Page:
The Császár polyhedron is a polyhedron, first described in 1949 by the Hungarian mathematician Ákos Császár,1 that is a solution to an interesting problem, namely: How many polyhedra exist such that every pair of vertices is joined by an edge?
The first clear example is the well known tetrahedron (triangular pyramid). Some simple combinatorics specify how many vertices, edges, faces, and holes such polyhedra must have. It turns out that, other than the tetrahedron, any such polyhedron must have at least one hole. The first possible polyhedron beyond the tetrahedron has exactly one hole; this is the Császár polyhedron, which is thus topologically equivalent to a torus (donut). The Császár polyhedron has 7 vertices, 14 faces, and 21 edges, and is the dual of the Szilassi polyhedron. It isn't known if there are any other polyhedra in which every pair of vertices is joined by an edge. The next possible figure would have 12 faces, 66 edges, 44 vertices, and 6 holes, but this seems an unlikely configuration – as, indeed, to any even greater extent, does any more complex member of this curious family.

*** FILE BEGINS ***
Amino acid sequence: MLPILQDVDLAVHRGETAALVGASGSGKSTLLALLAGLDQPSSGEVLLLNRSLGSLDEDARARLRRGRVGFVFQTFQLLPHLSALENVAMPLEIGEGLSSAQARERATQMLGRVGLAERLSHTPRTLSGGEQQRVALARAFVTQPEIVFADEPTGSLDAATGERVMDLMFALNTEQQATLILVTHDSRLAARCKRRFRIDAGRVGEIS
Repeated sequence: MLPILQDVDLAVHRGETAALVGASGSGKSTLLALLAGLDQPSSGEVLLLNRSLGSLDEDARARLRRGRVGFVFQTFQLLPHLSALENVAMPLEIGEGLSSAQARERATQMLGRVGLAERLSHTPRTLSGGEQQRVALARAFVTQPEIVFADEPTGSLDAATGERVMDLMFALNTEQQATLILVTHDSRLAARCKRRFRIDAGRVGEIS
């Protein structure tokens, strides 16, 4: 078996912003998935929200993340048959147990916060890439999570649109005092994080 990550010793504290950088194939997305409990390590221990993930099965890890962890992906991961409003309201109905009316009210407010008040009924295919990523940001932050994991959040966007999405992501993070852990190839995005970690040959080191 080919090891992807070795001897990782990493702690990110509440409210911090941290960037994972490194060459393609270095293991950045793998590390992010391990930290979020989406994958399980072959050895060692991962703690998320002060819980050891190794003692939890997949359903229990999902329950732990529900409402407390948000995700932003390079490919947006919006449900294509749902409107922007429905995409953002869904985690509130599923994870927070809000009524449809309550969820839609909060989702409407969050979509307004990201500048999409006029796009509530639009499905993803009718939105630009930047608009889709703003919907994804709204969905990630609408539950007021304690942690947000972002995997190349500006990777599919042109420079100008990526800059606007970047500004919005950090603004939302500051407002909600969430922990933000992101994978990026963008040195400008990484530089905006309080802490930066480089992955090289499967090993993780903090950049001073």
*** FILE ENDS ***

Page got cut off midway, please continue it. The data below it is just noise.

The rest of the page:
1. Csaszar, Akos. "A polyhedron without diagonals." Acta Univ Szegendiensis, Acta Scient. Math, 13: 140-142, 1949.